Exile on Princes Street:
Inspector Rebus & I
I was too young and very stupid when I came up with the character of John Rebus. Evidence for the prosecution: I didn't know the crime genre still existed; all I knew about police work and legal machinations was learned from films, TV, other novels (All of them American); and I gave my hero a really stupid name.
This is 1985. I had already written two novels - a surrealistic comedy set in a Highland hotel (never published), and the usual young, man's Bildungsroman, which was about to be published by a student co-operative in Edinburgh. (Cries of nepotism in 1985 I happened to be a postgraduate student at the University of Edinburgh.) I was studying towards a PhD in Scottish Literature - see it's okay for me to use words like Bildungsroman, I'm qualified. But actually, I was spending the three grant-maintained years writing short stories and novels. I had the grant from 1983 till 1986: in 1983 I wrote the hotel novel in '84 my young man's folly; and in '85 I got the idea for a Scottish gothic novel, the sort of thing I enjoyed reading - Robert Louis Stevenson at his darkest; James Hogg's Confessions of a Justified Sinner (wacky title, wacky guy).
But I'd also read some McIllvaney (Laidlaw, The Papers of Tony Veitch). These were thrillers, but McIllvaney was still respected in the Scottish literary and critical community. So I knew it was all right to try my hand at Scots gothic, tartan noir. And it began with a pun: noughts and crosses/knots and crosses. I had the idea of a policeman being sent these little clues - knotted pieces of string: matchstick crosses. I was reading a lot of modern literary theory, and I liked the idea of books as games with the reader. I felt that a whodunit was probably the ultimate author/reader game. So Knots & Crosses has its puns and its acrostics, and I even found what I thought (poor naive sod) was the perfect name for the hero - John Rebus. "John" because the first crime books I ever got in to were Ernest Tidyman's appalling (but I loved them) Shaft series. (I owned the record before I ever read the books.) And "Rebus" because a Rebus is a kind of picture puzzle popular at one time in the "Merry Mac Fun Page" of the ruthlessly parochial Sunday Post newspaper.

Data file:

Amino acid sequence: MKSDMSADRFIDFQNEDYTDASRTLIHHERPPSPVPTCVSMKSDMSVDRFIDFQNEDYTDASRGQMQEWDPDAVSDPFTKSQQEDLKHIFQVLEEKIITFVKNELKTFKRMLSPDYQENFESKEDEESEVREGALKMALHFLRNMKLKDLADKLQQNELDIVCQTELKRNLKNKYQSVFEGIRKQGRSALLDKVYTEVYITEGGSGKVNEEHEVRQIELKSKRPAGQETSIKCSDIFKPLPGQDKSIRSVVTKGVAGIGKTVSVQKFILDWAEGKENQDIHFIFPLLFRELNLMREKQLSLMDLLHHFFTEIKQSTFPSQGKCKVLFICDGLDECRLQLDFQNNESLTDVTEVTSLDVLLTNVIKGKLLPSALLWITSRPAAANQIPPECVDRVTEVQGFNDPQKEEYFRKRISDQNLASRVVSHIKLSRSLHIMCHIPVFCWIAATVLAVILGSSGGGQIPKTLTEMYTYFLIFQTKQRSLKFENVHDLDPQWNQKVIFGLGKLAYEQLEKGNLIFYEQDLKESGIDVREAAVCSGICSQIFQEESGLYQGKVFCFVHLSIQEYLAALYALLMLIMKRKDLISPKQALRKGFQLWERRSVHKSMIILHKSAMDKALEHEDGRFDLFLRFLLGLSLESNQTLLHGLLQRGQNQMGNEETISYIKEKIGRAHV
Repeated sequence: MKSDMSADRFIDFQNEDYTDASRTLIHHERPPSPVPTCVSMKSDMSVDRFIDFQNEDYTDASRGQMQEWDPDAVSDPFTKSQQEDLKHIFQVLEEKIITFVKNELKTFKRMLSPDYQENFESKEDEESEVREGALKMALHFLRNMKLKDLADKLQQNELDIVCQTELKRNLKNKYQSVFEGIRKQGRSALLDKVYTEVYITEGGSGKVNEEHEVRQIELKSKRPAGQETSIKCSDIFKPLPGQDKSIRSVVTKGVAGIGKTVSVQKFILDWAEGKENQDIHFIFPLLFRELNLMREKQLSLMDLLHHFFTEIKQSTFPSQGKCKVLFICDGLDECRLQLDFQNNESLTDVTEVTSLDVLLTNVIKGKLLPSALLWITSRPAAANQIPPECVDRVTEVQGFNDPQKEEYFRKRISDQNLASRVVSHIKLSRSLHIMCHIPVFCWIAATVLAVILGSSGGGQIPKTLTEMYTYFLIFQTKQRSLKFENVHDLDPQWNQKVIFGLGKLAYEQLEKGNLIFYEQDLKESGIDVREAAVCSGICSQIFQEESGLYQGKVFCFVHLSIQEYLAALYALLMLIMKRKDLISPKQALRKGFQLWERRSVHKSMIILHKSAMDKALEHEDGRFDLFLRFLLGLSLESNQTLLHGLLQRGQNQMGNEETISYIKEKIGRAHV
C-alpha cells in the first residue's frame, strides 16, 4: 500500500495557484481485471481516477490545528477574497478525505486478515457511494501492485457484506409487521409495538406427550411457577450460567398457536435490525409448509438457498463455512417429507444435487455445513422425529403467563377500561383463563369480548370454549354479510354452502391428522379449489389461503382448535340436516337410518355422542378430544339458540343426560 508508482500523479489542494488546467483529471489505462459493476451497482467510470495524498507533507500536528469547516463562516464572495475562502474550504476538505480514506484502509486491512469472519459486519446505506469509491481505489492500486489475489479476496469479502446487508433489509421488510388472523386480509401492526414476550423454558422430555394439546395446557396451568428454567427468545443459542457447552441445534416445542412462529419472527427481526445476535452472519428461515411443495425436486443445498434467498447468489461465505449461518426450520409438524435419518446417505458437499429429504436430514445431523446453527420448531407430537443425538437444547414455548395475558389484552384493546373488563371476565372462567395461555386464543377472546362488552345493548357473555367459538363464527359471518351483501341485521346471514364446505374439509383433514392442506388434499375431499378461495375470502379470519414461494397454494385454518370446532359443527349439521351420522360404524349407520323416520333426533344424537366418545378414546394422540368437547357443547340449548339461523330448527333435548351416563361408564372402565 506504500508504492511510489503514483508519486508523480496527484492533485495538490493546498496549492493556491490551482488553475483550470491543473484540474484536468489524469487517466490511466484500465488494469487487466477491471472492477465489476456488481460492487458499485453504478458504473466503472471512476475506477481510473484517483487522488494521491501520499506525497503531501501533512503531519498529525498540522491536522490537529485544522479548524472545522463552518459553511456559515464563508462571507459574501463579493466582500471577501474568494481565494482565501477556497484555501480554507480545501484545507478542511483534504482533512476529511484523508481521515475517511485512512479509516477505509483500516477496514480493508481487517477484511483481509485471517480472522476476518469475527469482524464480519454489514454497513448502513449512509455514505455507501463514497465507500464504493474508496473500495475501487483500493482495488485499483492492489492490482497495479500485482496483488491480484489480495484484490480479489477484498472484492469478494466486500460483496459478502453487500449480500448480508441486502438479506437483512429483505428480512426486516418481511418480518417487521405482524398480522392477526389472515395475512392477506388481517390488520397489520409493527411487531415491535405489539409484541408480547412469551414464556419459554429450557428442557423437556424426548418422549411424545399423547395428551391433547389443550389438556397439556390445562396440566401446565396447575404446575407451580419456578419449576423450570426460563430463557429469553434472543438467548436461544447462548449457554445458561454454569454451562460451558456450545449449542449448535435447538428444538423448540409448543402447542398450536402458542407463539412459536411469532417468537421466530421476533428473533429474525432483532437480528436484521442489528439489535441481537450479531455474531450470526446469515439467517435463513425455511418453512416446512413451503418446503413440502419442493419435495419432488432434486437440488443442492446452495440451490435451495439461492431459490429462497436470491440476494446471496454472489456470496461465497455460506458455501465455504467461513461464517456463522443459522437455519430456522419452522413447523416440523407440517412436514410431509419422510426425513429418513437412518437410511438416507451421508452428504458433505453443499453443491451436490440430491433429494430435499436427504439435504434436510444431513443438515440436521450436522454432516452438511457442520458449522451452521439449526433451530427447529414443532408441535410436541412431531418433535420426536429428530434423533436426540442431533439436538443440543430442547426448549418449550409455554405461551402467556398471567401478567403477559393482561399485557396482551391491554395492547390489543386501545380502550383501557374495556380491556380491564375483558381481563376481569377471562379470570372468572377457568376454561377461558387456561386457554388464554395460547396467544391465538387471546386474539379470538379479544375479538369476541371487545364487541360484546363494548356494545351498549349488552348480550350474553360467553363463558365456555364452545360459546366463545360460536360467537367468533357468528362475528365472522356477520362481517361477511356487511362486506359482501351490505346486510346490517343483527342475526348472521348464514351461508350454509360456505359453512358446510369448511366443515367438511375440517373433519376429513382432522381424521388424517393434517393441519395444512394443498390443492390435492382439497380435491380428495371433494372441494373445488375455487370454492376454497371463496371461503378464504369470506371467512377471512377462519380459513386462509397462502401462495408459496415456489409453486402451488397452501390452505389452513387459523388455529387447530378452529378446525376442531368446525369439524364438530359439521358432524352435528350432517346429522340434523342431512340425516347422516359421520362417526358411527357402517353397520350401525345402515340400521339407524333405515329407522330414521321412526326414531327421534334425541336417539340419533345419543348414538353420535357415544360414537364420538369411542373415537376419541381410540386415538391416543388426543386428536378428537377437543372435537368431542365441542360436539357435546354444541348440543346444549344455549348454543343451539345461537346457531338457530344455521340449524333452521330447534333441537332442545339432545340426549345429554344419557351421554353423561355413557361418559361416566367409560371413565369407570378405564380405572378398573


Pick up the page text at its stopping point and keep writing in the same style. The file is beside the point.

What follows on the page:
I didn't mind giving my hero a ludicrous name: Knots & Crosses was a strictly one-off deal. To get back to Shaft ("Who's the private dick who's a sex machine to all the chicks?"), I've always read books, and I've always written stories. As a pre-teen, I bought seven or eight comics a week minimum from the local newsagent, and made my own comics, with stick-men and speech bubbles. Later I discovered pop music and formed my own band (inside my head), creating a whole universe for them: I designed album sleeves, wrote their lyrics, stage-managed their tours and public appearances...I even wrote the script for their Parkinson appearance. The band was called Kaput, after the lead singer Ian Kaput. On guitar was hunky Blue Lightning; bass was Zed "Killer" Macintosh; the drummer had a double-barrelled name, now lost in time (to paraphrase t e end of Blade Runner - "all these memories will be lost in time...)
I liked writing the song lyrics; they rhymed and later on would become poems. I was still writing poetry when I went to university (came in handy when I joined the punk band...). But along the way I discovered BOOKS. We didn't have a bookshop in my village. Ah, my village. Mining community until they shut the pit; all four of my father's brothers were miners; his two sisters were both married to miners. By the time my dad was born, my gran had had enough of it - he wasn't allowed down the pits worked in a grocer's shop instead. An inveterate storyteller and a born liar...
When Browhill Colliery closed, the village started to go downhill. It even lost its name, being sucked into the larger town of Cardenden. We called it Car-dead-end. How could kids escape? Answer: an active fantasy life. Either that or join the gang. Y-Hill or YCD, early 1970s, pitched battles with nearby towns - YCM (Young Lochgelly Mental), Tinny Sally (from Ballingry, God knows where they got the name), The Valley....I was always on the periphery, taking it in and taking it down. Coward? Maybe. You'd more likely find me in the local library, especially when I discovered
1) that it stocked Amateur Photographer, and
2) that there were no age restrictions.
I was twelve, thirteen; I couldn't go into a newsagent's and buy Club or Parade but no one stopped me reading The Godfather or dozens of violent Western titles (I recall the Edge books especially, plus some rip-off Kung-Fu - called Slade or something similar). My parents didn't mind either, since somewhere along the way an old uncle they respected had told them, "It doesn't matter what he reads as long as he's reading". Thanks, unc.